Volunteers remove tens of thousands of pounds of trash each year. About 85% is plastic. They also collect data that helps scientists study the sources of plastic pollution and helps decision makers make the case for solutions. More than half a million pounds of litter, most of it plastic, has been collected over the past 20 years. That’s more than 9 million pieces of litter!

In 2024, we analyzed the data collected from more than 14,000 Adopt-a-Beach cleanups over the past 20 years. The analysis revealed some alarming and consistent patterns.

  • 86% the litter collected on Great Lakes beaches is composed either partially or fully of plastic. In the environment, plastics never go away. Instead, they break down into toxic microplastic particles that make their way into the Great Lakes, a source of drinking water for 40 million people.
  • Much of the litter is from single-use items – used once and left behind – which contain plastic.
  • From 2014-2023, the top litter items collected are tiny plastic pieces, followed by cigarette butts, tiny foam pieces, plastic bottle caps, and food wrappers.
  • 40% of all litter collected is “tiny trash” – pieces of litter measuring less than 2.5 centimeters.

Together, we’re moving toward sustainable solutions

Adopt-a-Beach volunteers do a great job keeping plastic out of our lakes. But beach cleanups alone can’t solve the magnitude of the Great Lakes’ plastic problem. A more systemic solution is needed.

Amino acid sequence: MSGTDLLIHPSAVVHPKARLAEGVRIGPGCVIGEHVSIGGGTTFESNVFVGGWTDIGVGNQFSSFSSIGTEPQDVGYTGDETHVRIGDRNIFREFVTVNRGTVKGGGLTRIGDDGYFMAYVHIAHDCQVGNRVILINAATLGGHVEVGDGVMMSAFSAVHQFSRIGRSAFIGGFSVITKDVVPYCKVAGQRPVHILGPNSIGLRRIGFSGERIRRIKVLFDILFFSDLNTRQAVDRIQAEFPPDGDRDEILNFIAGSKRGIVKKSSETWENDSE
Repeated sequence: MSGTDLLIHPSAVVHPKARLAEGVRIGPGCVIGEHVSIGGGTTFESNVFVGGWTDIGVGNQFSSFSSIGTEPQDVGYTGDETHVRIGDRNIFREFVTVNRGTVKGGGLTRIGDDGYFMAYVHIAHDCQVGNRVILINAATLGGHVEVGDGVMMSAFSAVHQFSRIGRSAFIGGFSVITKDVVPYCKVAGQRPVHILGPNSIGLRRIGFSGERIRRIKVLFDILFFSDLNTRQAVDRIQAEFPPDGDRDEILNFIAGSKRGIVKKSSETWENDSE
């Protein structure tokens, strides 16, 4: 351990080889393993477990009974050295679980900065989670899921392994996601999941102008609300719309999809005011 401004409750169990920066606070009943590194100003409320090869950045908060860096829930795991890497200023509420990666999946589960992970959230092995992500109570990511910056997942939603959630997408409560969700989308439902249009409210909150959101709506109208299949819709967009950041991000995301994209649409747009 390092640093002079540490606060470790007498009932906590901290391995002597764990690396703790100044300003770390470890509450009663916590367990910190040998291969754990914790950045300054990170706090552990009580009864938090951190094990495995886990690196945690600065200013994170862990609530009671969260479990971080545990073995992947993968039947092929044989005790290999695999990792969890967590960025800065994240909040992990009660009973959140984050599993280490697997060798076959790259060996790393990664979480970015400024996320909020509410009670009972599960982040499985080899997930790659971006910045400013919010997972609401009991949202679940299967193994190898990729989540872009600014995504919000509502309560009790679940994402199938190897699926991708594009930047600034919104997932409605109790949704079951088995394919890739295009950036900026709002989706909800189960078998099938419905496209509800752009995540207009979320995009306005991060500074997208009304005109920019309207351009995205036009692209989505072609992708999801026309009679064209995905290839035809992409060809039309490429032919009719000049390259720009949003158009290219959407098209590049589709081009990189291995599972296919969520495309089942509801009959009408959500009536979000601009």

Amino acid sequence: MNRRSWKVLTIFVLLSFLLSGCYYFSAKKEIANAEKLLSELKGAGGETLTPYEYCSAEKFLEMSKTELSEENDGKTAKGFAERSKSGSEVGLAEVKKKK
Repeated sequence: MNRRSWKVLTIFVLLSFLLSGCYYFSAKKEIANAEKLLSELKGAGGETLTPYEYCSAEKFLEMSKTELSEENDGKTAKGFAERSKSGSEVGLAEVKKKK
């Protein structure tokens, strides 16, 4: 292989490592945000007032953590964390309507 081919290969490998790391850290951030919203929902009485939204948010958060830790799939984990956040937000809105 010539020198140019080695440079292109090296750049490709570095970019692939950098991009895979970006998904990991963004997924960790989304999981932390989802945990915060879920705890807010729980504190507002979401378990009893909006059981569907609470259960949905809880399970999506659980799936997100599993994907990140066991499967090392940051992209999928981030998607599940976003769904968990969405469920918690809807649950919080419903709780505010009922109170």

Currently, most efforts to stop plastic pollution – such as recycling – put the responsibility on the last person who uses the plastic. But expecting end users to bear the burden of managing plastic pollution isn’t effective. 

For instance, only a fraction of plastic produced each year can be recycled, leaving the remainder to end up in landfills or as litter that lands in our waterways. This leaves the disposal burden – and significant costs – on individuals, small business owners, and local governments.

A huge portion of the plastic products and packaging we use every day could be replaced by other materials or simply eliminated.

We’re working to get plastic producers to take responsibility

Ultimately, the most effective way to reduce plastic pollution is to reduce the production of single-use plastic and to hold producers responsible for the waste their products generate.

Impactful policy will : 

  • Reduce or eliminate the most problematic plastics, like single-use plastic (including styrofoam) and microfibers; 
  • Encourage reuse and refill; and
  • Require plastic manufacturers to pay for production and disposal, or eventually change their practices to produce less plastic in the first place.

Many European countries have such laws, called extended producer responsibility. California has passed legislation bringing the concept to the United States. Colorado, Maine, and Oregon have passed elements of these smart policies, and extended producer responsibility is gaining traction nationwide. We are working to bring this innovative approach to the Great Lakes.

Ways you can help

Plastic pollution on a Great Lakes beach

Solving our Great Lakes plastic pollution problem will take all of us. Here are several ways you can help.